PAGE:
• The Wall Street Journal
    • NOVEMBER 12, 2010

    Sen. Jim DeMint is offering Republicans a chance to prove they meant what they said on spending.


    • Senate Republicans ran to midterm victory last week hitting every single high note. One week in, they risk ruining the aria with some off-key grunge.

    What issue could prove so important that senators would risk blowing up the vision of a GOP unified against spending? Earmarks, of course. You know, the ugly little spending perks that have grown into one of Washington’s biggest political liabilities. The pork that earlier this year was unilaterally sworn off (to public praise) by House Republicans, who appear to be ready to do the same even in their new majority.

    In the Senate, not so much. South Carolina’s Jim DeMint is offering his party its first opportunity to prove it meant what it said, by offering up a moratorium on Republican senators’ earmarks. Fifteen GOP senators—including six senators-elect—are co-sponsoring the ban, which will get its vote on Tuesday. At least 13 Senate Republicans—spearheaded by Minority Leader Mitch McConnell and Sen. Jim Inhofe—are going to the mat to keep the spending privileges. Twenty senators are apparently still mulling over the complex decision of whether to demonstrate some principle.

    And so, instead of the GOP leading the debate on spending freezes or ObamaCare, the newspapers and radio programs are filled with Mr. Inhofe declaring an “all out war” against those in his party trying to demonstrate some spending restraint. The Oklahoman, who is looking forward to the upcoming highway spending bill, went further to lament that so many Americans have become “brainwashed” on the earmark issue. That’s it. Blame the voters. It worked so well for Democrats.

    Instead of Republicans using their air time to pressure President Obama over taxes, they are using precious hours to explain why earmarks are good, moral, even a constitutional duty. Americans are told, on the one hand, that earmarks are too small a budget item to merit this much attention yet, on the other hand, are too important for funding big, vital projects to relinquish. Untangle that one. Another favorite is that the earmark debate is siphoning attention away from more “serious” budget debates. Because Republicans can’t walk and chew gum at the same time?

    Instead of the GOP giving its grass-roots something to cheer about, it has created its first fault line. The antagonized Tea Party Patriots, an umbrella group, has now sent out an email to 134,000 members urging them to do “battle” with a Republican Senate. The conservative blogs are already slamming the party.

    Sen. Jim DeMint is offering Republicans a chance to prove they meant what they said on spending.

    Yes, those defending earmarks have some arguments. Many Republicans are bitter over the degree to which the Obama administration has directed stimulus and budget dollars primarily to blue states; a unilateral GOP earmark ban will make it harder to combat that practice. Some are frustrated by the moratorium’s broad definition of an earmark, which might make it harder for Republicans to set spending priorities at the committee level—personal earmarks aside. Fair enough.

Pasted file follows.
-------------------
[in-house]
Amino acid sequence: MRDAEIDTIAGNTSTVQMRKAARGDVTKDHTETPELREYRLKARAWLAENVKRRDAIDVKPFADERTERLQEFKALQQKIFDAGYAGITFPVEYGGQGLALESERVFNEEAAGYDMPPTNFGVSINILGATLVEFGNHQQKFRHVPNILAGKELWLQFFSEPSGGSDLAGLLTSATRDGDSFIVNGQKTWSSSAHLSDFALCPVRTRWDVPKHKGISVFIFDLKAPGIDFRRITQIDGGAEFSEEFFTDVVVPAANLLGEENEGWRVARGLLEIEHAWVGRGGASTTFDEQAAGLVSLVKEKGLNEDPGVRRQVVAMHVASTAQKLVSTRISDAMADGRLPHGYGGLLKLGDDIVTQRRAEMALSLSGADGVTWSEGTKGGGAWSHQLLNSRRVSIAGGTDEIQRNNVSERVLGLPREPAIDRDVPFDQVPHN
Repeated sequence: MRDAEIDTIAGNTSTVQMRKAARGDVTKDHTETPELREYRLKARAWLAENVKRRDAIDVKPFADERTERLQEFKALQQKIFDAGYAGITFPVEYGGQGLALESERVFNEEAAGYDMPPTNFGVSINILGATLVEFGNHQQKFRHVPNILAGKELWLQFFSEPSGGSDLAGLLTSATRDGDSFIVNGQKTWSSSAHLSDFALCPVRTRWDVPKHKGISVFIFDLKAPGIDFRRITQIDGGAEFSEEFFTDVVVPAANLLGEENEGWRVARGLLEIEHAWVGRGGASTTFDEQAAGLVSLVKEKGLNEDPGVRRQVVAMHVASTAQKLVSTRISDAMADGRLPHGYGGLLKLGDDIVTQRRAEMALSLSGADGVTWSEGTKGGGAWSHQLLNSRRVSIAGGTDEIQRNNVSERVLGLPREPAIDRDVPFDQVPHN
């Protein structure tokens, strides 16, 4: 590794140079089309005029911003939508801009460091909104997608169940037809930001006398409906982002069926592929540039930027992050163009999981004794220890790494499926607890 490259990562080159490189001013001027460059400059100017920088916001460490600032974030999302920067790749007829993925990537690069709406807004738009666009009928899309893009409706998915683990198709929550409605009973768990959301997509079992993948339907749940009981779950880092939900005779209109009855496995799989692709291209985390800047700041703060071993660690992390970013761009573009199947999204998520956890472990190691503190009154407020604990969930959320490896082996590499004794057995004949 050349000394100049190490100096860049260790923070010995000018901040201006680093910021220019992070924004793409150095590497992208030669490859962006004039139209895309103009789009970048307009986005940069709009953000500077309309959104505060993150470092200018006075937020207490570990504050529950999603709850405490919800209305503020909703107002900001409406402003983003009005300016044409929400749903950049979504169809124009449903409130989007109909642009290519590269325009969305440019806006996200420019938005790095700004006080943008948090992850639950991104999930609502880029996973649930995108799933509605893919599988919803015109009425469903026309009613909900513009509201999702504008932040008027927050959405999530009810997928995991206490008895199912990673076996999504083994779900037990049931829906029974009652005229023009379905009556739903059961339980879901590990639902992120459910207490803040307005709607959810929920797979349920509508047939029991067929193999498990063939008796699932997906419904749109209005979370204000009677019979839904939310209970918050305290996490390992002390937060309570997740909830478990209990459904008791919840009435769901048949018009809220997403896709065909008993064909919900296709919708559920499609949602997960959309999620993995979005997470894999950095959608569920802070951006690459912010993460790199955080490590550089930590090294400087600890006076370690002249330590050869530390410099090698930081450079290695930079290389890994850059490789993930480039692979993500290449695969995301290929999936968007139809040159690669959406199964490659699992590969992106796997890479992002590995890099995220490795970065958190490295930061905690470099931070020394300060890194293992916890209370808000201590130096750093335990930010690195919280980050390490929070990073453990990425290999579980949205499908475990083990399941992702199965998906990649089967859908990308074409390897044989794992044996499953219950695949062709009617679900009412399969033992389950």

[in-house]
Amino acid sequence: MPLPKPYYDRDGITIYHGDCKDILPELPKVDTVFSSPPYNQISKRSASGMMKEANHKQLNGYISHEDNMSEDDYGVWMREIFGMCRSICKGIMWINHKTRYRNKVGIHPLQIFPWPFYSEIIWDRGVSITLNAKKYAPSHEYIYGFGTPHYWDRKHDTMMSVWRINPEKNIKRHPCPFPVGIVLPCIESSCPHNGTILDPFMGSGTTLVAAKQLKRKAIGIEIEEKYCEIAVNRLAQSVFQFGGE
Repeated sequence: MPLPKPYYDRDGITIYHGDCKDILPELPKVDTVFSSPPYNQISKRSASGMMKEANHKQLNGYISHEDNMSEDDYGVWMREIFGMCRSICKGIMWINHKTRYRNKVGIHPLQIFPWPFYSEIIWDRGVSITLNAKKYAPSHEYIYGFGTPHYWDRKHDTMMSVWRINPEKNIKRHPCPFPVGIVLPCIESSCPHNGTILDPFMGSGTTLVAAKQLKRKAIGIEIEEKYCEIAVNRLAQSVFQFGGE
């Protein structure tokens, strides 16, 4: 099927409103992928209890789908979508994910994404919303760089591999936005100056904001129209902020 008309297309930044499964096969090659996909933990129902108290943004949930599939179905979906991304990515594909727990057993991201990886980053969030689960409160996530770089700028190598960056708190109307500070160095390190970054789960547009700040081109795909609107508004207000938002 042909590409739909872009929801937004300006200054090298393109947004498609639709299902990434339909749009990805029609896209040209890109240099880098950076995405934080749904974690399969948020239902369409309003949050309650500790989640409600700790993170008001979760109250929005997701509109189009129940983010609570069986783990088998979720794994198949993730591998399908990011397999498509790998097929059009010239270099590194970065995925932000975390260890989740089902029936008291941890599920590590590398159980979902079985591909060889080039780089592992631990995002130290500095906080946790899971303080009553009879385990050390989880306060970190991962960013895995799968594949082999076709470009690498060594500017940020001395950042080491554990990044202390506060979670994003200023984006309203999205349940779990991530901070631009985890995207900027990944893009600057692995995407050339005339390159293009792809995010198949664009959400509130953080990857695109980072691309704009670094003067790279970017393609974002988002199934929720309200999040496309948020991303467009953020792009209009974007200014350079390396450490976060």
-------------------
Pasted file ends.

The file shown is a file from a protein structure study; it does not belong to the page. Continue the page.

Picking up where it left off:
And today, irrelevant. The time for those arguments was long ago—before Congress had so abused the earmarking practice as to earn the nation’s ire. Republicans trying to convince voters they just don’t understand the merits of some earmarks sound like President Obama telling voters they don’t understand the wonders of ObamaCare. Voters are in no mood to be patronized; they want earmarks to end.

    That goes too for GOP complaints that the moratorium isn’t “fair”: It’s nonbinding (which means any Republican can cheat) and doesn’t apply to Democrats. Independent voters didn’t pull the lever for Democrats—that, hello, was the point of the election. They voted for Republicans on the promise that, this time, the party would demonstrate spending discipline.

    All those Republicans complaining that earmarks are a tiny part of the budget, and this just a “symbolic” vote? They’ve got one bit right. This is a hugely symbolic vote. The public is watching. And it is long-term credibility at stake. A GOP that is indeed intent on “serious” budget cuts is going to need public support for tough cuts. As GOP House Whip Eric Cantor has pointed out, a public that can’t trust Republicans to fix “small” problems won’t trust them on “large” ones.

    And as one Senate aide told me this week—for a caucus that has been working so hard to set expectations, this would be a huge missed opportunity. Republicans are not going to be able to repeal ObamaCare, are unlikely to be able to permanently extend the Bush tax rates, and will struggle to roll back the worst Obama regulations. But an earmark ban is one expectation they can fulfill. Immediately.

    Of the Senate Republicans who have yet to make up their minds—Jon Kyl (Ariz.), John Thune (S.D.), Mike Johanns (Neb.), James Risch (Idaho)—many have solid voting records and have supported bans in the past. They’re in the uncomfortable position of having to vote against their leader. Not fun. Then again, the alternative is to vote against the public—which has made its own position crystal clear.

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